3. Xavier Cervera has produced another visually appealing restaurant, but this one looks somewhat different than the others. Located in the old Capitol Video Sales space at 514 8th Street, SE, it’s quite a transformation/reinvention of place. Nice bright tile complements the bright plates and glasses. It just feels light all around, even on the inside. There is also a rooftop bar and dining area and downstairs patio. The downstairs barstools are made of rattan or something similar and bolted to the floor. Unfortunately, one common element to his other projects--building out a narrow space towards the back and upwards--results in very narrow passageways to the back of the restaurant. Getting to the bathrooms requires a tight navigation around the kitchen, with people running in and out carrying food. They opened one week ago for a couple days and then closed again for a few more (according to their twitter feed, this was to get more power to the building). I’d held up on going because I didn’t want to go immediately and then they were closed. When I checked yelp, initial reports were good on the drinks, mixed on the service, and pretty bad on the food. Then I saw one very recent post from a yelper saying they had installed a new chef from Austin and the food had improved, so I decided to give it a go today for brunch. I saw the executive chef go by when I was there, and it was Gregorio Martinez from The Chesapeake Room (same ownership). I’m not sure if there is also a chef from Austin or exactly what the kitchen situation is, but the food I had today was pretty good, though with room for improvement. I also thought it was expensive for what it was. The menu on Urbandaddy (there isn’t one on the Pacifico site yet) listed nachos, which interested me, but they’re not on the brunch menu. I wanted chips, though, so I got an order of chile con queso with chips ($8) as well as huevos rancheros ($13), which is one of my standards for evaluating a Tex-Mex restaurant. The bartender was having some trouble understanding my order (I asked just for “queso” at first and he must have thought I just wanted cheese), but he asked me twice for clarification until he felt he knew what I wanted. I’d rather have that then get the wrong order. He was a bit slow but trying hard and he hasn’t worked there long, so it wasn’t a big deal. At first I thought the queso (which came with a shredded white cheese on top) wasn’t spiced at all, but it had more of a kick as I got farther in. This would be a moderate-sized appetizer for two people to share. I was hungry and ate it all. The amount of queso was perfectly matched to the amount of the chips. The huevos rancheros were not what I was expecting but good nonetheless. Menu description specified 2 fried eggs; 2 soft corn tortillas; ranchero sauce; refried beans; crema fresca; cotija cheese; red onion. It came out layered like a torte, not much bigger than the tortillas that were its base. I’d sort of compare this to Texas stacked enchiladas, but it wasn’t quite that either. In any case, it was tasty, but I’m not sure how I feel about the price tag. These two things plus a draft Pacifico ($6), set me back $36 after tax and tip, and I wasn’t completely full. I don’t like being stuffed full, so that’s not a complaint. Generally, though, I can’t finish a full meal at a restaurant, so that’s my basis for comparison. The most striking element is the rooftop bar and dining area. After I finished my meal, I went up to look around and ran into friends who were eating and drinking at the bar. This gave me the opportunity to sample even more food and a bit of the mango margarita. Sitting up there feels like being at the beach. It's configured to facilitate a nice breeze blowing through. It started to get a little too hot after a while, but it’s a great spot. That’s definitely the selling point of the restaurant. They were finishing the last of what they ordered when I arrived: guacamole in a huge molcajete ($12); pork, grilled fish, and shrimp tacos ($5 each; does not include rice and/or beans); chile con queso; salsa and chips ($3). They were drinking mango margaritas ($8) and sangria ($8). First, the worst: the salsa tasted like crushed canned tomatoes and desperately needed salt and other flavor. I didn’t try any of the tacos, but they liked the pork and fish more than the shrimp. (One of the people adores Senart’s shrimp as much as I do, so I’m not sure why these tacos didn’t please. Maybe it’s not the same sourcing.) The guacamole seemed to be mostly smashed avocado and red onion. There was probably something else in there, but I couldn’t identify it. I make better guacamole at home. Twelve bucks for this was ridiculous. For half the price, okay, but $12?! The mango margarita was strong and big for the price (gorgeous glassware!). It’s a slushy frozen type that melts into lovely liquid in the heat. The person whose I tried also likes their strawberry margaritas, but they were out of those. The price for margaritas is oddly low given that draft beers are $6 and canned are $5 (a can of Tecate accompanied my brunch encore). A bucket of 5 beers is $20, for anyone planning an outing. I didn’t try the sangria, but that’s half-price on Sundays after 5PM, as are nachos, so I may be back.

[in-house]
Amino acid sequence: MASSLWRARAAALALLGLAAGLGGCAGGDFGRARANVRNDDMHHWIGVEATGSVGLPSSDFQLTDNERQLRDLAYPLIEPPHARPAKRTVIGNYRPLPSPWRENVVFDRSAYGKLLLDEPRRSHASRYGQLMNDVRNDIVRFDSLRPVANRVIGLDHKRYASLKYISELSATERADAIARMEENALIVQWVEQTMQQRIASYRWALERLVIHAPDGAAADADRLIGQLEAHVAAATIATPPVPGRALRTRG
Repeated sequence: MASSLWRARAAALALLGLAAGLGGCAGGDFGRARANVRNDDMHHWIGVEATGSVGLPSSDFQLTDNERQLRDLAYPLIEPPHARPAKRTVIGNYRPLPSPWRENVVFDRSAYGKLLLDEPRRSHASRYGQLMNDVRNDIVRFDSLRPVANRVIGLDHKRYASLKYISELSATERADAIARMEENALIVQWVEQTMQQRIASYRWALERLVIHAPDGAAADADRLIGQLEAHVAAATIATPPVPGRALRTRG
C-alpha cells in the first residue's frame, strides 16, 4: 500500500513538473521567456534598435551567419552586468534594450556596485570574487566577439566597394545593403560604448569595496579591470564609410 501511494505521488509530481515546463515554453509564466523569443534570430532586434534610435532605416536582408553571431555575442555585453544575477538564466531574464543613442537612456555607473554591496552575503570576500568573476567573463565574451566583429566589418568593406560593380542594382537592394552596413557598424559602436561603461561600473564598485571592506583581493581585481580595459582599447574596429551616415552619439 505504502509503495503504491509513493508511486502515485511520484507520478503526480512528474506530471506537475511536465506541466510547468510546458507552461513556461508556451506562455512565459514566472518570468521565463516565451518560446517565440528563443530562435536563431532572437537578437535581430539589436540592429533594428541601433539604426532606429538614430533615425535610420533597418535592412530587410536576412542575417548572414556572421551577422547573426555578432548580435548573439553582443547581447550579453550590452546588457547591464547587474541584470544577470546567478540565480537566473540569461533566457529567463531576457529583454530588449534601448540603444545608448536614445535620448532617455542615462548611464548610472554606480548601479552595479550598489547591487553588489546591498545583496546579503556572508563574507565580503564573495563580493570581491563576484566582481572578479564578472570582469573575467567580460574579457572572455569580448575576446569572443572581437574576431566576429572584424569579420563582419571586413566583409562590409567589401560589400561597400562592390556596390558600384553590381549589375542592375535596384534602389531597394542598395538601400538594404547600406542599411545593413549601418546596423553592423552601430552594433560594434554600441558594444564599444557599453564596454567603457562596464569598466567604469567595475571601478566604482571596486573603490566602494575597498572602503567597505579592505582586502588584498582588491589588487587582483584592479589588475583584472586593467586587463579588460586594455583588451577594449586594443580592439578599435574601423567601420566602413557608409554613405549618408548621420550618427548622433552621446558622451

4. worst burger I've had in a long time...Finn MacCools, almost inedible...if I hadn't been starving and rushing to get to the DC United game it would have been inedible. and speaking of inedible...their Irish nachos most simply put is a big pile of crap covered in melted crap.